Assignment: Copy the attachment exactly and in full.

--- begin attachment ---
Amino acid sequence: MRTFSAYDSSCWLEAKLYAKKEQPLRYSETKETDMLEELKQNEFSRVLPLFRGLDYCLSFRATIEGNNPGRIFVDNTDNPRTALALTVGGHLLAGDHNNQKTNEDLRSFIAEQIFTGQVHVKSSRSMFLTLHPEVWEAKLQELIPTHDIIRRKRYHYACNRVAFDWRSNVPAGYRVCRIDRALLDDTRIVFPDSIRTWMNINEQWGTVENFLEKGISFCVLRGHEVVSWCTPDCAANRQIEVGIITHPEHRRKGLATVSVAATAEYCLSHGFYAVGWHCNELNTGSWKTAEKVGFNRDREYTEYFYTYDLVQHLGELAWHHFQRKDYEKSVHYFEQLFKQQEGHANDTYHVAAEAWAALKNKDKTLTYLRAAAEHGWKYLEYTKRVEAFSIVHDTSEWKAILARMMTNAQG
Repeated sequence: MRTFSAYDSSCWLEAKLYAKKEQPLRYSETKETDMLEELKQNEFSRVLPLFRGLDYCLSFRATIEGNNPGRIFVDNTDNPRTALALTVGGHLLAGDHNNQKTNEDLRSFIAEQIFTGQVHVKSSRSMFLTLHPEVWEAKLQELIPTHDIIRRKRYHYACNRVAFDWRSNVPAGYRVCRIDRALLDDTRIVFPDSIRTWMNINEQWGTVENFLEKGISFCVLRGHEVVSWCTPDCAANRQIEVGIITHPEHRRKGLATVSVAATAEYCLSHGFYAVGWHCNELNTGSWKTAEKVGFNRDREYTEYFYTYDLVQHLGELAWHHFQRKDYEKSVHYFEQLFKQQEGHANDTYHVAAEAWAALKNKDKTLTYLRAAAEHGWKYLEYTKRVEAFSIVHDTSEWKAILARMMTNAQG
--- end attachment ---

Amino acid sequence: MRTFSAYDSSCWLEAKLYAKKEQPLRYSETKETDMLEELKQNEFSRVLPLFRGLDYCLSFRATIEGNNPGRIFVDNTDNPRTALALTVGGHLLAGDHNNQKTNEDLRSFIAEQIFTGQVHVKSSRSMFLTLHPEVWEAKLQELIPTHDIIRRKRYHYACNRVAFDWRSNVPAGYRVCRIDRALLDDTRIVFPDSIRTWMNINEQWGTVENFLEKGISFCVLRGHEVVSWCTPDCAANRQIEVGIITHPEHRRKGLATVSVAATAEYCLSHGFYAVGWHCNELNTGSWKTAEKVGFNRDREYTEYFYTYDLVQHLGELAWHHFQRKDYEKSVHYFEQLFKQQEGHANDTYHVAAEAWAALKNKDKTLTYLRAAAEHGWKYLEYTKRVEAFSIVHDTSEWKAILARMMTNAQG
Repeated sequence: MRTFSAYDSSCWLEAKLYAKKEQPLRYSETKETDMLEELKQNEFSRVLPLFRGLDYCLSFRATIEGNNPGRIFVDNTDNPRTALALTVGGHLLAGDHNNQKTNEDLRSFIAEQIFTGQVHVKSSRSMFLTLHPEVWEAKLQELIPTHDIIRRKRYHYACNRVAFDWRSNVPAGYRVCRIDRALLDDTRIVFPDSIRTWMNINEQWGTVENFLEKGISFCVLRGHEVVSWCTPDCAANRQIEVGIITHPEHRRKGLATVSVAATAEYCLSHGFYAVGWHCNELNTGSWKTAEKVGFNRDREYTEYFYTYDLVQHLGELAWHHFQRKDYEKSVHYFEQLFKQQEGHANDTYHVAAEAWAALKNKDKTLTYLRAAAEHGWKYLEYTKRVEAFSIVHDTSEWKAILARMMTNAQG